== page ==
BETHESDA, Maryland, Aug. 7, 2020 /PRNewswire-HISPANIC PR WIRE/ --
NIH-funded researchers have developed a new system for classifying severe maternal morbidity—life-threatening complications associated with childbirth—across U.S. hospitals. The system relies on patient discharge data to compare rates of severe maternal morbidity between different hospitals and different groups of patients. The study was led by Stephanie A. Leonard, Ph.D., of the Stanford University School of Medicine and appears in the journal Obstetrics & Gynecology. Funding was provided in part by NIH's Eunice Kennedy Shriver National Institute of Child Health and Human Development (NICHD) and National Institute of Nursing Research.
In the United States, rates of severe maternal morbidity are rising for all women and are worse among racial and ethnic minorities. Researchers studying severe maternal morbidity lack reliable ways to compare rates between groups with different underlying health statuses. According to the study authors, the new scoring system offers an advantage over current approaches. It also relies on U.S. patient discharge data, which is more readily available than electronic health records.
The study team developed and validated their tool using patient discharge data for all 919,546 live births in licensed hospitals in California from 2016 to 2017. The new system also evaluates a woman's risk for severe birth complications independent of her risk from blood transfusions alone, which tend to be less severe than other complications. These two categories match how the Centers for Disease Control and Prevention and other public health professionals track maternal morbidity. With the new tool, scores range from 1 to 59 for severe maternal morbidity and 1 to 36 for non-transfusion severe maternal morbidity. The study team hopes that the new system will aid maternal health research and efforts to improve maternal health across the country.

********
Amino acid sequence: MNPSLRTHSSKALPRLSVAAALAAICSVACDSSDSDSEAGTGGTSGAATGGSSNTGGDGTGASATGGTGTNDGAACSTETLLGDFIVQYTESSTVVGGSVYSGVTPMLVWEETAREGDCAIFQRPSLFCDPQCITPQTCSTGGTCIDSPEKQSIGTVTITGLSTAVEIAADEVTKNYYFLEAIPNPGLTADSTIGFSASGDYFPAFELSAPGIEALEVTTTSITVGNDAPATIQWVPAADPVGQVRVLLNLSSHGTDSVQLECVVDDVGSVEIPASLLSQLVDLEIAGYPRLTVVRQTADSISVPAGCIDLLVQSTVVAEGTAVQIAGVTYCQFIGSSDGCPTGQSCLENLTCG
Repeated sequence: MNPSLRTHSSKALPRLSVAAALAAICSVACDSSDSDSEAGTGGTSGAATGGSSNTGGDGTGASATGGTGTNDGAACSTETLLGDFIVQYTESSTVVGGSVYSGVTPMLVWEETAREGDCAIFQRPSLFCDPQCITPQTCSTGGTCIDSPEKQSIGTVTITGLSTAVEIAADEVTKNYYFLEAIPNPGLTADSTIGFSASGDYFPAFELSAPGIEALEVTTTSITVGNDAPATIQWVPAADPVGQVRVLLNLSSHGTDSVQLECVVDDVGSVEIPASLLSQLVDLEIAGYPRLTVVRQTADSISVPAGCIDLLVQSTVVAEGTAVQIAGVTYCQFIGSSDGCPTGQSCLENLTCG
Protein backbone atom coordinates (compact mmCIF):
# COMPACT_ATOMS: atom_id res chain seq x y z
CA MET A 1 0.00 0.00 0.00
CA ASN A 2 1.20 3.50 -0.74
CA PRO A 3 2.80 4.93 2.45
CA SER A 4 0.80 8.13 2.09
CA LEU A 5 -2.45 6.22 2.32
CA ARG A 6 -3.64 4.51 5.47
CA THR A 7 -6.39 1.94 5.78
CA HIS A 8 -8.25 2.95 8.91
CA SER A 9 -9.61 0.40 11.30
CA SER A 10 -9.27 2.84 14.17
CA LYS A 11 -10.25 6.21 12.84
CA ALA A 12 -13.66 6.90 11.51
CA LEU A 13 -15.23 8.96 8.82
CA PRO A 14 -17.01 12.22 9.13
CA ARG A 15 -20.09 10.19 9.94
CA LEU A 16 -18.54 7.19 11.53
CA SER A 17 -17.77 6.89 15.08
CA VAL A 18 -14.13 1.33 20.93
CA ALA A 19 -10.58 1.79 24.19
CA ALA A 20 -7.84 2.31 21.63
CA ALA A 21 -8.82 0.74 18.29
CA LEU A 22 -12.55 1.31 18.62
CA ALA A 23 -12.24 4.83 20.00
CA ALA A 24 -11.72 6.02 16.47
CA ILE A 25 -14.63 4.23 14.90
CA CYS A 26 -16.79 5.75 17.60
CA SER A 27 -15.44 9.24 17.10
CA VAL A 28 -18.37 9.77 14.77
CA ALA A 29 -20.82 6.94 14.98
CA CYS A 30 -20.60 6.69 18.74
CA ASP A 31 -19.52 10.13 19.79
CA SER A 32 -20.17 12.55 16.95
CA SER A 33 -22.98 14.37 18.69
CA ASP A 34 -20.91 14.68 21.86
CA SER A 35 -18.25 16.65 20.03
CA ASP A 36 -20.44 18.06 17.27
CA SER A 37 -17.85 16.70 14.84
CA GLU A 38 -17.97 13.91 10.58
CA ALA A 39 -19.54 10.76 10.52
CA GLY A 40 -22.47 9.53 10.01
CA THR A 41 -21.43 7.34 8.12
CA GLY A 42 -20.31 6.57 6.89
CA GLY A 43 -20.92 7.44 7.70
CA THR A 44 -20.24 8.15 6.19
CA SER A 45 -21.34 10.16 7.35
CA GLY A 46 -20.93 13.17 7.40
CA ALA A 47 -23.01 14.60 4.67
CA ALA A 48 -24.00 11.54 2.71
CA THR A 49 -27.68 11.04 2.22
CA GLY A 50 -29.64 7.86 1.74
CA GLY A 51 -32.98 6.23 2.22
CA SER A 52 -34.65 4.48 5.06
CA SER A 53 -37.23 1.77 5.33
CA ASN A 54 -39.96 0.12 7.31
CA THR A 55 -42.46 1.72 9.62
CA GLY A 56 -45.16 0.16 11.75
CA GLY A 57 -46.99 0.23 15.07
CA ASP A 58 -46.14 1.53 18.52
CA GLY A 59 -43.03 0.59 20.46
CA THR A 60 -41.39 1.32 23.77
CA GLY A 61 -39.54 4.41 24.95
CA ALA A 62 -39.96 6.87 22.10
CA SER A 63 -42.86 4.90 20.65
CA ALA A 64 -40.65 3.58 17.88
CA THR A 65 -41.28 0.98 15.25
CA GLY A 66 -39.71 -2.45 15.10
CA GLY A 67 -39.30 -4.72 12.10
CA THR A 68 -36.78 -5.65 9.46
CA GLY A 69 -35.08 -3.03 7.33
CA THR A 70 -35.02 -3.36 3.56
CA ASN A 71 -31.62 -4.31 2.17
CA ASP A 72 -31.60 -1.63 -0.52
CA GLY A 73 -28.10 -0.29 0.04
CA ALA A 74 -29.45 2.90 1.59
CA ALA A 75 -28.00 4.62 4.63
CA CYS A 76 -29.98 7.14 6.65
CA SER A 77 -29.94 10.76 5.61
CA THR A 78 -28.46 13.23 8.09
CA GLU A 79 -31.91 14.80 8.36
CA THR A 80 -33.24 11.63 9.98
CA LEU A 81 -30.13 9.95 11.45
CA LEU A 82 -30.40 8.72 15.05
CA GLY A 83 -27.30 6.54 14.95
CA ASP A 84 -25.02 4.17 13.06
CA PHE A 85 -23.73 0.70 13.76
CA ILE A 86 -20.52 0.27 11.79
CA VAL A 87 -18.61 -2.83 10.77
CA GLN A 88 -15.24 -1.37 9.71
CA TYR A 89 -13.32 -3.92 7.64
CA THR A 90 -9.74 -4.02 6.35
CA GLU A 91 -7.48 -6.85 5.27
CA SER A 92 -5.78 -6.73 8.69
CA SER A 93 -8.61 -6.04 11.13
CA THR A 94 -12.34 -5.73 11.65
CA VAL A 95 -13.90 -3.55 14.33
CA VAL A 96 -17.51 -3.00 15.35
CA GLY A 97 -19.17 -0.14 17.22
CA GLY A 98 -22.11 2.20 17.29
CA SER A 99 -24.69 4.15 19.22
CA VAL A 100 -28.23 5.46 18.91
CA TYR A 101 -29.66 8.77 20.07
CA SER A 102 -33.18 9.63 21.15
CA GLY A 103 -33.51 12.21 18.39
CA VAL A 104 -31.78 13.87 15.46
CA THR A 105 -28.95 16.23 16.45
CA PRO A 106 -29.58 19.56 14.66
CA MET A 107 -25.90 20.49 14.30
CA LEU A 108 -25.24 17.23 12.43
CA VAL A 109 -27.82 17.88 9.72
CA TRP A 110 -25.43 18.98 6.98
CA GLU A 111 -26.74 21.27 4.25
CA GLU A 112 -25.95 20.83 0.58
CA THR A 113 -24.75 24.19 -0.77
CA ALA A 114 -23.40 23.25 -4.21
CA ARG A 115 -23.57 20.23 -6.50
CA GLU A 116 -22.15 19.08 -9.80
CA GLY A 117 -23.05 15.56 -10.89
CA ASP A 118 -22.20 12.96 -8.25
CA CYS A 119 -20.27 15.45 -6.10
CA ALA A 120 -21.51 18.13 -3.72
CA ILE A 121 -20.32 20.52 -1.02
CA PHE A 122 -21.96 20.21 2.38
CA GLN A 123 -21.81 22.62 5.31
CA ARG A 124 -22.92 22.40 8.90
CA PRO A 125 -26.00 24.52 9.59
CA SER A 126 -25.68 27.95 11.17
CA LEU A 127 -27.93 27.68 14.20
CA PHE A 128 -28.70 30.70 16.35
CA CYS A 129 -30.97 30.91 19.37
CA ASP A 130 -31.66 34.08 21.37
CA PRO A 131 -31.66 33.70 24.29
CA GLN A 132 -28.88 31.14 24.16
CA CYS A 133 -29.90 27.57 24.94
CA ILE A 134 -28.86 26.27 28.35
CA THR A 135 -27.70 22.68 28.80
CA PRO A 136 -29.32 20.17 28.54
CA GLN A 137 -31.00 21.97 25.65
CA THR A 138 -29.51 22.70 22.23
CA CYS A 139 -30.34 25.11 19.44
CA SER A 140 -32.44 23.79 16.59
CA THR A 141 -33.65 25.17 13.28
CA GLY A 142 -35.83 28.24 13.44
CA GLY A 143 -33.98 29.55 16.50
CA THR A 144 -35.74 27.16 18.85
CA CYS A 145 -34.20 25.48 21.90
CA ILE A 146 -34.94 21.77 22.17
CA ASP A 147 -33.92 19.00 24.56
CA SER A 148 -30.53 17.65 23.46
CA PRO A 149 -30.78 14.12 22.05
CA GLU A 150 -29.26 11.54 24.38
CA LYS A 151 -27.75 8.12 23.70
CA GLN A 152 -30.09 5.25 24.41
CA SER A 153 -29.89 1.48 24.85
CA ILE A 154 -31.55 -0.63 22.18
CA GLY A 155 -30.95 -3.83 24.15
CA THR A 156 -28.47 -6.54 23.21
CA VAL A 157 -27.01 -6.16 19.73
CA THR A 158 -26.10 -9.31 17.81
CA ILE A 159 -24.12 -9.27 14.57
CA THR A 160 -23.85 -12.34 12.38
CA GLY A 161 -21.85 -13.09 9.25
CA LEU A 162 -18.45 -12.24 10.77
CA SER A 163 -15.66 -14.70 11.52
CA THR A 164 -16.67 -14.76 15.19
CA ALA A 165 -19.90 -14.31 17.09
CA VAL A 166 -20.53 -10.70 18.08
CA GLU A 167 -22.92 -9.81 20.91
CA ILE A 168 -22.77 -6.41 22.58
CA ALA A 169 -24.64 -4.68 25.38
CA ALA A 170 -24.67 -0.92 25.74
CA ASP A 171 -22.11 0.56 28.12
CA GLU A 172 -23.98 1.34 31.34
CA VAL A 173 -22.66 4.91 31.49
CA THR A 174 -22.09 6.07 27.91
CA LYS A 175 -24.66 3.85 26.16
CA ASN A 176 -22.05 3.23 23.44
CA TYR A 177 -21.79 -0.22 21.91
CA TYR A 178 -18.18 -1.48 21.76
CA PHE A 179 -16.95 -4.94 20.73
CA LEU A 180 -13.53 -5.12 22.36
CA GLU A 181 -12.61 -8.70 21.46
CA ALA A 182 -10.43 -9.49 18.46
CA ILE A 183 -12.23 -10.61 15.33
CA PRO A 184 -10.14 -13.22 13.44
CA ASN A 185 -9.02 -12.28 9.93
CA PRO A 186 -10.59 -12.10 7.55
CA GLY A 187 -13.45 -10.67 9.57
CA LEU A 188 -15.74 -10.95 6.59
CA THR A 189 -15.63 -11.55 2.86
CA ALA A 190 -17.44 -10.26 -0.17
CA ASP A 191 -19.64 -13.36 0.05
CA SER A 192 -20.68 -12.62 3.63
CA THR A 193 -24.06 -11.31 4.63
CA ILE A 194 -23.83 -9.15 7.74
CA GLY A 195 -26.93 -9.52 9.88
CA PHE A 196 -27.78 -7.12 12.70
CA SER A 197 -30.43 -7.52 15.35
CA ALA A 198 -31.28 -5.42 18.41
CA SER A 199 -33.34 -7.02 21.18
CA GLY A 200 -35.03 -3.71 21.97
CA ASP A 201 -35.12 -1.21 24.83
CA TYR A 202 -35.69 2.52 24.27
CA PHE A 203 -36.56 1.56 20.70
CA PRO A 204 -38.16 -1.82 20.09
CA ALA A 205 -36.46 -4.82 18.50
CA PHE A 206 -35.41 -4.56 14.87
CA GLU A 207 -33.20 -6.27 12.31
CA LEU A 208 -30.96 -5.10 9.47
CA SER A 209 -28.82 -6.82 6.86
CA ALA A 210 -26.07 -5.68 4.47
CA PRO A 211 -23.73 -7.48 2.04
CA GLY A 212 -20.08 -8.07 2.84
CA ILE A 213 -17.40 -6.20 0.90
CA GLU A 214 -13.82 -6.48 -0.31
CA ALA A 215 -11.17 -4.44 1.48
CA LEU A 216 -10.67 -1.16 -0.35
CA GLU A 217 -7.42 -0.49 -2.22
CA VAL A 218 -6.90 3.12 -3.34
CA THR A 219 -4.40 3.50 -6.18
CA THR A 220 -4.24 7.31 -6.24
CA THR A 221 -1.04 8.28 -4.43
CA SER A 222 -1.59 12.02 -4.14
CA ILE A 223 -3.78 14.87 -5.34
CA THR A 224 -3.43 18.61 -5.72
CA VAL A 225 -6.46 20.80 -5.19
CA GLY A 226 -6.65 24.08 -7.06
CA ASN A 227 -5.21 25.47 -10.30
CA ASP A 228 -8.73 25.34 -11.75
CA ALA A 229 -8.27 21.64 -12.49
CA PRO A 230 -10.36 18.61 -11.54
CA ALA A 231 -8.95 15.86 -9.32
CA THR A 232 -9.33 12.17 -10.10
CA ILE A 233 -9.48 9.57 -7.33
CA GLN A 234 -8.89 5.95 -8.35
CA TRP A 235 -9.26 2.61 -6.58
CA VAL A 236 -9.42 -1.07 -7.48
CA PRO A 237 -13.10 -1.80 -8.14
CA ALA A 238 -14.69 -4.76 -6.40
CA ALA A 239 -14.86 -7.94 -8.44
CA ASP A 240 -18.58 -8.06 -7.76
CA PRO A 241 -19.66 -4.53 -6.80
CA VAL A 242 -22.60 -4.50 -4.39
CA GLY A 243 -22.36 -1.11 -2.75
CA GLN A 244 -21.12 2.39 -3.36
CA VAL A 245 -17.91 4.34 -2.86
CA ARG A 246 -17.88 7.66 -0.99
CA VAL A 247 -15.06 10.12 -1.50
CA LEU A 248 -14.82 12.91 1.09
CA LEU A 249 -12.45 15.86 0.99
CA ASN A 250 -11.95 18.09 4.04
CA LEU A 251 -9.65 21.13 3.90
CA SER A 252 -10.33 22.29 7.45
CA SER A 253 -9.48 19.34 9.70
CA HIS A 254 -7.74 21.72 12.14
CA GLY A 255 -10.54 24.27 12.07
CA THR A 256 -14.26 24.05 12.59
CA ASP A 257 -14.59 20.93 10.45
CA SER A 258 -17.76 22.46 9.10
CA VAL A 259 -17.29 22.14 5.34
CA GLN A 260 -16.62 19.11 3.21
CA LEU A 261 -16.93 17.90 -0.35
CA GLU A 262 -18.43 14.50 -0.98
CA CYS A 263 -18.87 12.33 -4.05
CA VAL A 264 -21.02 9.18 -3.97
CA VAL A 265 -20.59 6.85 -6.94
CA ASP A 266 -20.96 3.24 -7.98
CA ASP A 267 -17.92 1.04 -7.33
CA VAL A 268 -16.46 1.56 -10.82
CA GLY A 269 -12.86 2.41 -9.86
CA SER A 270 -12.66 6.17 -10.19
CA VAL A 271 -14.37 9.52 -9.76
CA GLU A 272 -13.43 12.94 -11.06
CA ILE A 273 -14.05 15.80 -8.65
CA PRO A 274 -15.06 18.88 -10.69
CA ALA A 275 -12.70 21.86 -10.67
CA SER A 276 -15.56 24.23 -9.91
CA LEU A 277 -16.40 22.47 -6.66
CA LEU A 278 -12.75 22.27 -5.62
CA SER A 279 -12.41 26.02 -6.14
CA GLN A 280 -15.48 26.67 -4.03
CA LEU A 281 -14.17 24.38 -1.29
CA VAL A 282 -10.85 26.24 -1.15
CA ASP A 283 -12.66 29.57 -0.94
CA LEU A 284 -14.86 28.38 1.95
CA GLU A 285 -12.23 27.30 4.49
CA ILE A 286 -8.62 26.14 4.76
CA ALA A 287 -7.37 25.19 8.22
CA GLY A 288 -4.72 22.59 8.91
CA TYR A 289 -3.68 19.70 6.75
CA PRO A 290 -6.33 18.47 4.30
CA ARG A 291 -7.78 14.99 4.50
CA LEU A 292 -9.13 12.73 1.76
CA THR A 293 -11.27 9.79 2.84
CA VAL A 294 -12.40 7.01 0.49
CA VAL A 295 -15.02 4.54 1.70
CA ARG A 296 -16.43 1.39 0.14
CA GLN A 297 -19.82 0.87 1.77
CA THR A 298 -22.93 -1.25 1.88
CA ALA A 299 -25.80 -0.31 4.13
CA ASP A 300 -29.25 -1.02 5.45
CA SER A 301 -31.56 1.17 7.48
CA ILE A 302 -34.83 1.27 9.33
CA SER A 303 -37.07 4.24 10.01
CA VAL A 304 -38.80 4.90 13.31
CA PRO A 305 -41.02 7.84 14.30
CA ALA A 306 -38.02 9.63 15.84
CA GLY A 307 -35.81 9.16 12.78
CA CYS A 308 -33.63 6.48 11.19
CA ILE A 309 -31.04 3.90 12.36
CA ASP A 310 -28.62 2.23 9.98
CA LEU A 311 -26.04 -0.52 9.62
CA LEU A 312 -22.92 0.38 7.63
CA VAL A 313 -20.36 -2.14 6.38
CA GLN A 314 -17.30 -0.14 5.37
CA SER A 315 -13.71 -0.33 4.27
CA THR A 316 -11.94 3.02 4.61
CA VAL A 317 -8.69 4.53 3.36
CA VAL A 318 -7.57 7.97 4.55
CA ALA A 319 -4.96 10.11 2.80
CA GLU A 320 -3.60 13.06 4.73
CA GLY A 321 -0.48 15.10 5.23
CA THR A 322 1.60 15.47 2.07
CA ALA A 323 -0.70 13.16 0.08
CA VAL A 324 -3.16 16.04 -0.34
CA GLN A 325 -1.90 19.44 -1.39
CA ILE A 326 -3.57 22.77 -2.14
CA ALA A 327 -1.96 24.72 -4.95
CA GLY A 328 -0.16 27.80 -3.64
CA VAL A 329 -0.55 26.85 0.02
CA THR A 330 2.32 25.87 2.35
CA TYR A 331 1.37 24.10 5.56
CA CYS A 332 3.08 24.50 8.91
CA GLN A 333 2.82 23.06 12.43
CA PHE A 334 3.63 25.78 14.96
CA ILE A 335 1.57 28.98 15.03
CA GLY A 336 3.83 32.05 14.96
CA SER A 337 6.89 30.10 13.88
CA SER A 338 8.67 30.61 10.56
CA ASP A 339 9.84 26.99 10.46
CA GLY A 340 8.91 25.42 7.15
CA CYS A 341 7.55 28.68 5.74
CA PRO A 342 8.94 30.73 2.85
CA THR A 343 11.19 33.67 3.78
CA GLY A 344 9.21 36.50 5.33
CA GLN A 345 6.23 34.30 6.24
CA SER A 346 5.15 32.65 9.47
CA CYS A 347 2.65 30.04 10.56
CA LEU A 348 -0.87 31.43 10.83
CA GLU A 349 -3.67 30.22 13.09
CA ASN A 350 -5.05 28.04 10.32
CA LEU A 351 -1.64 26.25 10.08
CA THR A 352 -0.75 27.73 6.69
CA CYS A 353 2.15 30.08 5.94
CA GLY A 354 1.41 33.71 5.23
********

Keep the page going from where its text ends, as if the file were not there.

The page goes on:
Leonard, SA, et al. An expanded obstetric comorbidity scoring system for predicting severe maternal morbidity. Obstetrics & Gynecology DOI: 10.1097/AOG.0000000000004022 (2020)
About the Eunice Kennedy Shriver National Institute of Child Health and Human Development (NICHD): NICHD leads research and training to understand human development, improve reproductive health, enhance the lives of children and adolescents, and optimize abilities for all. For more information, visit https://www.nichd.nih.gov.
About the National Institutes of Health (NIH): NIH, the nation's medical research agency, includes 27 Institutes and Centers and is a component of the U.S. Department of Health and Human Services. NIH is the primary federal agency conducting and supporting basic, clinical, and translational medical research, and is investigating the causes, treatments, and cures for both common and rare diseases. For more information about NIH and its programs, visit https://www.nih.gov.
SOURCE Eunice Kennedy Shriver National Institute of Child Health and Human Development; National Institutes of Health (NIH)